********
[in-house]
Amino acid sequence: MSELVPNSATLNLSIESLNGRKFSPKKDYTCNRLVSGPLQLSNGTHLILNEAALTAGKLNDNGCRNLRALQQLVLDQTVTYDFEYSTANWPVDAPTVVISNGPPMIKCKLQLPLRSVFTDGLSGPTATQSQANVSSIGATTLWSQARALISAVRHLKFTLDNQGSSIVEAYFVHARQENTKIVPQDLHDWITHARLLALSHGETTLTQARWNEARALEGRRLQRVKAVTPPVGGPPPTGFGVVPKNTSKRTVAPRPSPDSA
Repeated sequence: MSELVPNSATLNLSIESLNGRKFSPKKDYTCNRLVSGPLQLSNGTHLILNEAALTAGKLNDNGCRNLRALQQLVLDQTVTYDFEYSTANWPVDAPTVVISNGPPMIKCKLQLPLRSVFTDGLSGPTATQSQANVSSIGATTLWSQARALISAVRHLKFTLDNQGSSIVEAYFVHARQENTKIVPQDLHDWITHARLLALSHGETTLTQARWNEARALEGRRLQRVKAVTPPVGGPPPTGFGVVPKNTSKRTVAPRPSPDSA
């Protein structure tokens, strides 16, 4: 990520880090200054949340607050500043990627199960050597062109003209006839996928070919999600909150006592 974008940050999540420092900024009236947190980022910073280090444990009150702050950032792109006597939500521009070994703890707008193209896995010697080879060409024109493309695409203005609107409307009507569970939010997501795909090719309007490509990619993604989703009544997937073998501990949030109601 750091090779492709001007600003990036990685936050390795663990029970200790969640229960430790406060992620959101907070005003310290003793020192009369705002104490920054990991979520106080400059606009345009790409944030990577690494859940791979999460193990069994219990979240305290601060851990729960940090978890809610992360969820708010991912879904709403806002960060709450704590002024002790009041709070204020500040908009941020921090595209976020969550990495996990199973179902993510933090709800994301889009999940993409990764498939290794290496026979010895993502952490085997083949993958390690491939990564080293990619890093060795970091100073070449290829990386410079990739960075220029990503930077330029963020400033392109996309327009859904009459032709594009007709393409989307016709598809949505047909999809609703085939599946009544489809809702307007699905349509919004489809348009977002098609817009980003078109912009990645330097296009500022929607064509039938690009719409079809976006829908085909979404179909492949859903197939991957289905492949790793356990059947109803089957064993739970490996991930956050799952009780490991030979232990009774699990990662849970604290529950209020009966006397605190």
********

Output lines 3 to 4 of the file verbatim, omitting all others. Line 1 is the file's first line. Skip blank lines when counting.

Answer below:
Repeated sequence: MSELVPNSATLNLSIESLNGRKFSPKKDYTCNRLVSGPLQLSNGTHLILNEAALTAGKLNDNGCRNLRALQQLVLDQTVTYDFEYSTANWPVDAPTVVISNGPPMIKCKLQLPLRSVFTDGLSGPTATQSQANVSSIGATTLWSQARALISAVRHLKFTLDNQGSSIVEAYFVHARQENTKIVPQDLHDWITHARLLALSHGETTLTQARWNEARALEGRRLQRVKAVTPPVGGPPPTGFGVVPKNTSKRTVAPRPSPDSA
């Protein structure tokens, strides 16, 4: 990520880090200054949340607050500043990627199960050597062109003209006839996928070919999600909150006592 974008940050999540420092900024009236947190980022910073280090444990009150702050950032792109006597939500521009070994703890707008193209896995010697080879060409024109493309695409203005609107409307009507569970939010997501795909090719309007490509990619993604989703009544997937073998501990949030109601 750091090779492709001007600003990036990685936050390795663990029970200790969640229960430790406060992620959101907070005003310290003793020192009369705002104490920054990991979520106080400059606009345009790409944030990577690494859940791979999460193990069994219990979240305290601060851990729960940090978890809610992360969820708010991912879904709403806002960060709450704590002024002790009041709070204020500040908009941020921090595209976020969550990495996990199973179902993510933090709800994301889009999940993409990764498939290794290496026979010895993502952490085997083949993958390690491939990564080293990619890093060795970091100073070449290829990386410079990739960075220029990503930077330029963020400033392109996309327009859904009459032709594009007709393409989307016709598809949505047909999809609703085939599946009544489809809702307007699905349509919004489809348009977002098609817009980003078109912009990645330097296009500022929607064509039938690009719409079809976006829908085909979404179909492949859903197939991957289905492949790793356990059947109803089957064993739970490996991930956050799952009780490991030979232990009774699990990662849970604290529950209020009966006397605190």